The takeover of the island of Saipan from Japanese control was integral to the overall strategy to defeat Japan and end WWII.
Following the invasion on June 15, 1944, three days hence, the American forces were able to overrun the former Aslito Field.
On June 18, 1944, the 165th Regimental Combat Team headed by Colonel Gerard W. Kelly secured the airfield with no opposition from Japanese forces.
Now that it had become under American hands, it was renamed Conroy Field in honor of Colonel Gardiner J. Conroy, former head of the combat team, who was killed in action in the Gilbert Islands.
But the name would not stick around for long as it would shortly be renamed Isely Field in honor of Commander Robert H. Isely, who was shot and killed while leading an attack against Aslito.
On Nov. 24, 111 B-29s of the 73rd Bomb Wing took off from Isely Field to conduct the first air raid mission on Japan.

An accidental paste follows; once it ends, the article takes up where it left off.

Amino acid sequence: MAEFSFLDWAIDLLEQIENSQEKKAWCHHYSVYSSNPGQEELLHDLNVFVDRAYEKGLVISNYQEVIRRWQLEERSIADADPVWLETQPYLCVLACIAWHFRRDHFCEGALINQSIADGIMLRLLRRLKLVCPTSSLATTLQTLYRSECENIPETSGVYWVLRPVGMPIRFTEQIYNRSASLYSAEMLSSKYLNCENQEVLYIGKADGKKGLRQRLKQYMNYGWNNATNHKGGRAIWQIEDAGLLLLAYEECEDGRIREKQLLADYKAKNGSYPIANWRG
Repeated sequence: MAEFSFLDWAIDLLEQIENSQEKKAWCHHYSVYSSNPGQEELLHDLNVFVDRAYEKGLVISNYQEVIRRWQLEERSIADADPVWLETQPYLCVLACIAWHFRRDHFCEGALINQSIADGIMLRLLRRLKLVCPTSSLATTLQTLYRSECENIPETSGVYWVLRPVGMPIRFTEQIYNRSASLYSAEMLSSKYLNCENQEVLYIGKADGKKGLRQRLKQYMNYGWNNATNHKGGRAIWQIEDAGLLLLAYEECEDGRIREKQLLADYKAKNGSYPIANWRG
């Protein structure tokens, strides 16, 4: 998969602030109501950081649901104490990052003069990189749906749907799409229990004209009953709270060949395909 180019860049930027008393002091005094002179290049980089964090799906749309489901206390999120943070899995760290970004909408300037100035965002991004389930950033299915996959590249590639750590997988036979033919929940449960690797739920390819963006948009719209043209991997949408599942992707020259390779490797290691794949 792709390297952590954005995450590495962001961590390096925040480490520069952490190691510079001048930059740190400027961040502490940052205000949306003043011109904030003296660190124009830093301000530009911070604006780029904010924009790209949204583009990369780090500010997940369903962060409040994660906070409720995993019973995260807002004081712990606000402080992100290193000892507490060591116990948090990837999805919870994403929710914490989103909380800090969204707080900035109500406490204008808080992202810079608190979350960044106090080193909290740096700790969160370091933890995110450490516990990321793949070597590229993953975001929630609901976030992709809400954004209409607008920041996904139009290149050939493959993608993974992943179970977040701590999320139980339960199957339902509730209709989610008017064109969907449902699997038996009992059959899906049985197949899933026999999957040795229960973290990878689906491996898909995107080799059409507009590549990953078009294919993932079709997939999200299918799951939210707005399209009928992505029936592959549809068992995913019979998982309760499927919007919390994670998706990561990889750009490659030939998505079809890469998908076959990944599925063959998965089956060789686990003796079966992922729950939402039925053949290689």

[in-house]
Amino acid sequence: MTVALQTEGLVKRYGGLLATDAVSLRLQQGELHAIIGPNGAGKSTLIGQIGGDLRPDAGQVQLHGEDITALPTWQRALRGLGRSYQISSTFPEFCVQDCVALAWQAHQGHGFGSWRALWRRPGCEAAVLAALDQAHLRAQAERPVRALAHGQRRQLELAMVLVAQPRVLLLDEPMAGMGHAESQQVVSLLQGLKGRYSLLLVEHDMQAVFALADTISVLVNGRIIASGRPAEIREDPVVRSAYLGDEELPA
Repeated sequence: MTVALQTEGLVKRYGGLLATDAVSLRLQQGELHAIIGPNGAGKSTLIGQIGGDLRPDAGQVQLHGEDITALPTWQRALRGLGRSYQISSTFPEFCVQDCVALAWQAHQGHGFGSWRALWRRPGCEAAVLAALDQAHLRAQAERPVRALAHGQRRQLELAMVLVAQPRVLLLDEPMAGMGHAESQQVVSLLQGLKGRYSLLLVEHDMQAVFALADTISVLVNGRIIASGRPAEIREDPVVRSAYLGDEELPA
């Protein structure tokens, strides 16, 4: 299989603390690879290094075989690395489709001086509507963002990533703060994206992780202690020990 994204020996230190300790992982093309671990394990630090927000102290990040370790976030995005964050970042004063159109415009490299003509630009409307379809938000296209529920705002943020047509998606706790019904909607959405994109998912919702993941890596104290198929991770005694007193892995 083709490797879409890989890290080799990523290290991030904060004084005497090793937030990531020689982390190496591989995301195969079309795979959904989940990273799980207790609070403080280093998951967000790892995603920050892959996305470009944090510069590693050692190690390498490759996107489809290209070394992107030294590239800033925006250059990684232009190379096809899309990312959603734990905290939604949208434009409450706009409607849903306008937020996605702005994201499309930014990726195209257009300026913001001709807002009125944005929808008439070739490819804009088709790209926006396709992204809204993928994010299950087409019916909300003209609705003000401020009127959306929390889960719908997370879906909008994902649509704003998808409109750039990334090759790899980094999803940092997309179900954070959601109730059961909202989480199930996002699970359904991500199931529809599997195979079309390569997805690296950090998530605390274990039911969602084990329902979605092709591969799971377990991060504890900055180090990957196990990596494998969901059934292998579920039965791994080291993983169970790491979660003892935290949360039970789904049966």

Under General Curtis Lemay, the U.S. revised its air raid strategy by dropping incendiary bombs during low-level night raids. This strategy was tested on March 9, 1945 when a total of 334 B-29s from Saipan, Guam and Tinian flew to Japan between 5,000 to 7,000 feet of altitude carrying 2,000 tons of bombs.
In 10 months of combat, the 73rd Bomb Wing flew 9,894 combat sorties and dropped close to 50,000 tons of firebombs. Isely was then considered one of the world’s largest airbases, with two paved 8,500-foot taxiways and 186 hardstands.
From 1945 until its closure in 1949, the airfield was used for emergency and refueling purposes.
Over the next two decades, commercial flights used Kobler Field, until its deterioration in 1968 led to the revival of Isely Field.
On Dec. 15, 1975, the first commercial aircraft landed on what is now known as the Saipan International Airport.